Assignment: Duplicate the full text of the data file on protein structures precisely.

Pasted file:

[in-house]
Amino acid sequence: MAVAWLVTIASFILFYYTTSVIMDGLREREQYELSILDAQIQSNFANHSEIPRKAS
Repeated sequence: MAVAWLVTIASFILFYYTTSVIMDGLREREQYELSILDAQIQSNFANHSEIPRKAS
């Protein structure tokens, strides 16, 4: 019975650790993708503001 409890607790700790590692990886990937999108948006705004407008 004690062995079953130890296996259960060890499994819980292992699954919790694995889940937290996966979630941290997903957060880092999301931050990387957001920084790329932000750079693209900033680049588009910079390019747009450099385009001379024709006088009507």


[in-house]
Amino acid sequence: MAVAWLVTIASFILFYYTTSVIMDGLREREQYELSILDAQIQSNFANHSEIPRKAS
Repeated sequence: MAVAWLVTIASFILFYYTTSVIMDGLREREQYELSILDAQIQSNFANHSEIPRKAS
């Protein structure tokens, strides 16, 4: 019975650790993708503001 409890607790700790590692990886990937999108948006705004407008 004690062995079953130890296996259960060890499994819980292992699954919790694995889940937290996966979630941290997903957060880092999301931050990387957001920084790329932000750079693209900033680049588009910079390019747009450099385009001379024709006088009507």